Monday marks the beginning of a new era at the University of Colorado, as Mark Kennedy takes over as president. He will spend the first day visiting all four campuses — Boulder, Denver, Aurora and Colorado Springs.
All of Colorado should welcome and encourage him.
Kennedy begins his job at 8 a.m. Monday with a visit to the Cybersecurity Building, 3650 N. Nevada Ave., at UCCS. His tour will continue with a visit to the new Ent Center for the Arts, 5225 N. Nevada Ave., at UCCS. He will continue on to visit areas of the CU Anschutz Medical Campus in Aurora, then proceed to CU-Boulder, concluding with a visit to CU-Denver beginning at 4 p.m. at the College of Engineering on the Auraria campus.
Kennedy, former president of the University of North Dakota, comes with extraordinary promise. We do not envy anyone who follows in the footsteps of retiring President Bruce Benson, but have confidence Kennedy possesses the hard-to-find talents, skills and credentials to equal or exceed Benson’s amazing legacy.
We spoke with Kennedy in April shortly after the University of Colorado Board of Regents chose him as the lone finalist for the job by a unanimous, bipartisan vote.
What strikes us most is Kennedy’s genuine passion for higher education, but even more for the people it serves. He talks about serving students and helping them achieve, more than anything else. The students are customers who deserve worthwhile and lifelong returns on their investments in education. Although many benefits of education cannot be measured with data, we are impressed by the 10% increase in graduation rates under Kennedy’s watch at North Dakota.
Kennedy has taught at top U.S. and international universities. He directed the graduate school of political management at the George Washington University in Washington, D.C.
Much like Benson at CU, Kennedy responded to North Dakota’s state funding cuts by increasing private-sector funding through public-private partnerships. As a former business executive, Kennedy brings the kind of private-sector experience that helped Benson transform a once dysfunctional university into an institution respected internationally for academics and research.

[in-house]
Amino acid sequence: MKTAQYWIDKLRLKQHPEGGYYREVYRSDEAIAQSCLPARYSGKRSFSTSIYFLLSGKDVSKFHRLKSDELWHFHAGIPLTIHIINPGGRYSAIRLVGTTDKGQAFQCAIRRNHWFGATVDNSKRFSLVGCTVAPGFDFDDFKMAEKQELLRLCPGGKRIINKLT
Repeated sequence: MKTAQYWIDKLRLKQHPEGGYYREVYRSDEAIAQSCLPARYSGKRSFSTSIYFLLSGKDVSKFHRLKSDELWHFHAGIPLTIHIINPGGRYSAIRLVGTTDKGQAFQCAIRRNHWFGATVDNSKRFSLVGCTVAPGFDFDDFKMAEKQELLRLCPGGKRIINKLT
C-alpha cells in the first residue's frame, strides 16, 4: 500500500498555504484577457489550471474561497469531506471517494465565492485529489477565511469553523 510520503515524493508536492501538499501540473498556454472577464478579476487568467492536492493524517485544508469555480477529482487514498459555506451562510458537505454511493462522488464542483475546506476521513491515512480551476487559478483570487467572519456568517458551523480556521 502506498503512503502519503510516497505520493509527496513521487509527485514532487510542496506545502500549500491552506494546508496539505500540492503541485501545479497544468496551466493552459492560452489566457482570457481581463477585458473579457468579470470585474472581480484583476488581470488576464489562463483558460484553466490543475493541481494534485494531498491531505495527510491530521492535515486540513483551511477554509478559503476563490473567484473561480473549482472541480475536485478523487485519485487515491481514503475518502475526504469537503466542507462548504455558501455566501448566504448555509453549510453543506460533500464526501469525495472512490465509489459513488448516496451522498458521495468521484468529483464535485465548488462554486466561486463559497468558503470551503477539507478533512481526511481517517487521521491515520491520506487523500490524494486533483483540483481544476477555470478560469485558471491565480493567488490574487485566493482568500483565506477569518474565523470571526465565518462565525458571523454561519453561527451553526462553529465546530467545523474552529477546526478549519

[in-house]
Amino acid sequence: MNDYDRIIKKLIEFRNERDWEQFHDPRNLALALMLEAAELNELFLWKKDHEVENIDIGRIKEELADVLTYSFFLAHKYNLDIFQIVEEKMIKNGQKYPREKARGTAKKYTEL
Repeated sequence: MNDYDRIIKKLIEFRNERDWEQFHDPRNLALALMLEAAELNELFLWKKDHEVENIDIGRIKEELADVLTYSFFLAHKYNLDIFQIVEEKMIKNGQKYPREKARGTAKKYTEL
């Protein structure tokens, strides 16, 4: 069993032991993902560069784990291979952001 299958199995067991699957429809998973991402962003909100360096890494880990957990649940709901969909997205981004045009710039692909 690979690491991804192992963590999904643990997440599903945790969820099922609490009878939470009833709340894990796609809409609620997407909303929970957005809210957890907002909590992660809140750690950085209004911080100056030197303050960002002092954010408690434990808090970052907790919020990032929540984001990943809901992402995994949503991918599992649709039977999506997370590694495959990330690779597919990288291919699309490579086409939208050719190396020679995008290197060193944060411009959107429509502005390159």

Kennedy is a good fit for Colorado, given his commitment to ensuring freedom of speech and academic freedom for all. He has a record of maintaining an even playing field that favors intellectual, ethnic and religious diversity.
Kennedy also brings to Colorado a record of defending and improving the natural environment. Among the public-private partnerships he created was a project that replaced the University of North Dakota’s coal-fired power plant with a more environmentally friendly alternative. A resulting reduction in the campus’ carbon footprint equals taking 8,600 cars off the road. His work put the University of North Dakota among the greenest campuses in the country.
It is no secret Kennedy’s selection became controversial for a brief time before regents finalized it. That is typical in Colorado, where small forces of loud political activists politicize appointments of this type with issues that have nothing to do with the business at hand. They tried to stop Benson’s appointment as well. Had they succeeded, they would have caused the biggest lost opportunity in the university’s history.
CU’s trajectory of growing enrollment applications, state-of-the-art research, growing endowments and soaring outcomes for students should continue and improve. We are confident regents chose just the right person to continue these trends. Welcome, President Kennedy, to the great state of Colorado.